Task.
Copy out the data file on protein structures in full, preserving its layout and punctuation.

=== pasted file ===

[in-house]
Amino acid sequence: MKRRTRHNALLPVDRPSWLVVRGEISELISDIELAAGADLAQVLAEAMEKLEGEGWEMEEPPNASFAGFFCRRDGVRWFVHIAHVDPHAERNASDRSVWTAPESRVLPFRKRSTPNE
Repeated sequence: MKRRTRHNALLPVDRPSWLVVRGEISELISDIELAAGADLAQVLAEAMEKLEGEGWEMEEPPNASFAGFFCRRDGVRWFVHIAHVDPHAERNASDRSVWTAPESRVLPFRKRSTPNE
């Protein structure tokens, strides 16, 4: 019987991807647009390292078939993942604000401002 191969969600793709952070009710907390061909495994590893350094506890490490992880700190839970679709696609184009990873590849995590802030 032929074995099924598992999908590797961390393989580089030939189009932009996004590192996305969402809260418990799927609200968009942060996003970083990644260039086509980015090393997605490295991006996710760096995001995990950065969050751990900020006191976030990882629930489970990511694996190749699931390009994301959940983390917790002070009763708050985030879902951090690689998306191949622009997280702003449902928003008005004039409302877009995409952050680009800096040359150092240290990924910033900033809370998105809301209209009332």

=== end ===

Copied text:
[in-house]
Amino acid sequence: MKRRTRHNALLPVDRPSWLVVRGEISELISDIELAAGADLAQVLAEAMEKLEGEGWEMEEPPNASFAGFFCRRDGVRWFVHIAHVDPHAERNASDRSVWTAPESRVLPFRKRSTPNE
Repeated sequence: MKRRTRHNALLPVDRPSWLVVRGEISELISDIELAAGADLAQVLAEAMEKLEGEGWEMEEPPNASFAGFFCRRDGVRWFVHIAHVDPHAERNASDRSVWTAPESRVLPFRKRSTPNE
């Protein structure tokens, strides 16, 4: 019987991807647009390292078939993942604000401002 191969969600793709952070009710907390061909495994590893350094506890490490992880700190839970679709696609184009990873590849995590802030 032929074995099924598992999908590797961390393989580089030939189009932009996004590192996305969402809260418990799927609200968009942060996003970083990644260039086509980015090393997605490295991006996710760096995001995990950065969050751990900020006191976030990882629930489970990511694996190749699931390009994301959940983390917790002070009763708050985030879902951090690689998306191949622009997280702003449902928003008005004039409302877009995409952050680009800096040359150092240290990924910033900033809370998105809301209209009332």